centrifuge feed pipe n. Pipe 11, is provided' with
sludge product of the last named treatment from
the cracked oil.
5. The herein described process of purifying a 35
cracked hydrocarbon oil which comprises subject
ing a straight run hydrocarbon oil fraction'to
treatment with sulfuric acid and separating
therefrom the resultant acid sludge, intimately
mixing and reacting the cracked hydrocarbon oil
a valve w between its outflow connection with
35 pipe r and its inflow connection with pipe u.
Valve w may be closed and Valve s opened, and
by adusting valves t'and o a predetermined pro
portion of the mixture from the tank may be
returned to the tank and the remainder sent to
40 the centrifuge.
A further feature of my process is that by using
relatively weak acid in the ñrst` stage to remove
undesirable sulphur compounds and by this meth
od reducing both the quantity and the strength
45 of acid used in subsequent stages, as well as lim
iting the reaction time, there will be less tendency
for the unsaturated and therefore high anti
knock value material to be transformed, o-r what
is commonly known in the industry as “poly
50 merifzed”. The net-result of such a treatment is
therefore that desirable sulphur reduction can be
obtained without its attendant bad feature of re
duction in anti-knock value of the treated prod
uct. These remarks apply particularly to the
55 treatment of cracked gasoline.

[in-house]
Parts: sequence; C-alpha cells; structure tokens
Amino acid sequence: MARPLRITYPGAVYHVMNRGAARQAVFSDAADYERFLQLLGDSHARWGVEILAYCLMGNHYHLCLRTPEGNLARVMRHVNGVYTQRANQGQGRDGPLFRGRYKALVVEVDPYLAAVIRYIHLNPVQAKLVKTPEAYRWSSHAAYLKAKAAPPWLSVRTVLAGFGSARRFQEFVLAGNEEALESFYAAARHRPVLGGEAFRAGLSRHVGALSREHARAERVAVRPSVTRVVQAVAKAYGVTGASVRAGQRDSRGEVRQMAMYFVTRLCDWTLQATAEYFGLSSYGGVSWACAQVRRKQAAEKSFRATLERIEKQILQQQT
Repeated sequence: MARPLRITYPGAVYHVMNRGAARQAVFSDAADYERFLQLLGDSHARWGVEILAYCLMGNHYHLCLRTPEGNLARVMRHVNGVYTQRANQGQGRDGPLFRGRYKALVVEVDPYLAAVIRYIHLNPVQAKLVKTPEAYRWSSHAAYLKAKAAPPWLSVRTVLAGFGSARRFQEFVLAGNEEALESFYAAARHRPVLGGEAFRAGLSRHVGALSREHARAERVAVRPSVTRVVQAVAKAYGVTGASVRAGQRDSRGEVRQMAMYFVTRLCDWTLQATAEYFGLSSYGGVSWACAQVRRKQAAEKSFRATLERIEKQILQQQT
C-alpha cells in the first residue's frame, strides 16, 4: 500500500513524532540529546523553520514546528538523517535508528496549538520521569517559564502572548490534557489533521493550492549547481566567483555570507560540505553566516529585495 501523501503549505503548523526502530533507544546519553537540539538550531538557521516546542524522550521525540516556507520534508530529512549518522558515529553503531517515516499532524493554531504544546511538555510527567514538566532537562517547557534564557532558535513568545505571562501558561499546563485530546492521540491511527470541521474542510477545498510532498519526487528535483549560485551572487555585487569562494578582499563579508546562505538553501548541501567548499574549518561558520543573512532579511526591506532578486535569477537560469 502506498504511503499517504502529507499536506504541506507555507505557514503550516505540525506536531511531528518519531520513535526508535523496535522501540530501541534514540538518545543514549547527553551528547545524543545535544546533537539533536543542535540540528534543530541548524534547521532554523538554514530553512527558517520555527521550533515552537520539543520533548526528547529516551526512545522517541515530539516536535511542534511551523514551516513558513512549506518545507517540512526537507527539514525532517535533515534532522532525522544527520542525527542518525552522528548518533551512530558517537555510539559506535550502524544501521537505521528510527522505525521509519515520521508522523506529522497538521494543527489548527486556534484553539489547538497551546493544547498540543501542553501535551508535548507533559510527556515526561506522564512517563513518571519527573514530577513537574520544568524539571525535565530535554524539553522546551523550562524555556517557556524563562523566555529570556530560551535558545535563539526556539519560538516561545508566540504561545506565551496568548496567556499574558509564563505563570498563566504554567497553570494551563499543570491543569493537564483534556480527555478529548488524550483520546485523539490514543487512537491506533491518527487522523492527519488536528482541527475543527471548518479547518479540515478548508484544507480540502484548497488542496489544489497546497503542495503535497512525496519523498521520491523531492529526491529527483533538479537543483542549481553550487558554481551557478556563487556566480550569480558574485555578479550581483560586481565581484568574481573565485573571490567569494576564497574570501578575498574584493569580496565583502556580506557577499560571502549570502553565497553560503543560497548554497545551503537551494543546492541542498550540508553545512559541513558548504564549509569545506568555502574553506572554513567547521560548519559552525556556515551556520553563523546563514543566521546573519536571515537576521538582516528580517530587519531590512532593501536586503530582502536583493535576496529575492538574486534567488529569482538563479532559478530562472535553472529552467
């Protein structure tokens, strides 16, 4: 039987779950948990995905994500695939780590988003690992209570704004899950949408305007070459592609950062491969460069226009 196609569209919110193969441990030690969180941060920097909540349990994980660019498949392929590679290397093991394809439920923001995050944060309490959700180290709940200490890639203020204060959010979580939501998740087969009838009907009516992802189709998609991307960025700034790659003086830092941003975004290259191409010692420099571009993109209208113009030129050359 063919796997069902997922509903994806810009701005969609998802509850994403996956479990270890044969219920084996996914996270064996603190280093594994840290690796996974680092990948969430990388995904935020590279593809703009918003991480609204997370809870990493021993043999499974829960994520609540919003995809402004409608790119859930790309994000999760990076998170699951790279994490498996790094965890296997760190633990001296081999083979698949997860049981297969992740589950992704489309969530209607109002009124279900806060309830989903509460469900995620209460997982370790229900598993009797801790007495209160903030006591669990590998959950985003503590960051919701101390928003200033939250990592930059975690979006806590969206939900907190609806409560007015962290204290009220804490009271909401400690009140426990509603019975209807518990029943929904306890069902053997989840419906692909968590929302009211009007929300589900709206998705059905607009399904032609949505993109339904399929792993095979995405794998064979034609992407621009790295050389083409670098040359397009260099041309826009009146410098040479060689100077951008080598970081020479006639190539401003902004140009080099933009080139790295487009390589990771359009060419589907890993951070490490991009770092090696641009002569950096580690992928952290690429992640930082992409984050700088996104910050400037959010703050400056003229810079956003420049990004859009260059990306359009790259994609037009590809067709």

What I claim and desire to protect by Letters
Patent is:
1. The hereinbefore described process of puri
fying a cracked petroleum hydrocarbon oil which
with said sludge, separating the acidl sludge prod- `
uct of the last named treatment from the cracked
oil, and subsequently mixing and reacting with
the partly purified cracked oil fresh sulfuric acid
and separating the acid sludge of the last named
treatment from the oil.
6. The hereinbefore described process of puri
fying a cracked petroleum hydrocarbon oil which
comprises pi'eliminarily removing certain impuri
ties including particularly sulfur compounds by 50
mixing and reacting with the cracked oil a
straight run sulfuric' acid sludge which is de
ficient in sulfur compounds to thereby take up a
large proportion of the sulfur compounds in the
cracked oil, separating the acid sludge product 55
from the oil, and subsequently mixing with the
partly purified oil sulfuric acid in amount and
strength suilìcient to take up substantially the
remainder of the sulfur compounds and separat
60 comprises intimately mixing and reacting with _ ing the acid sludge from the oil; thereby eco
the oil a straight run sulfuric acid sludge to form nomically utilizing the straight run acid sludge,
a mixture of partially purified oil and cracked econon'iizing in the use of acid, and reducing the
acid sludge,- and separating the oil from the tendency to impairment of anti-knock value.
cracked acid sludge.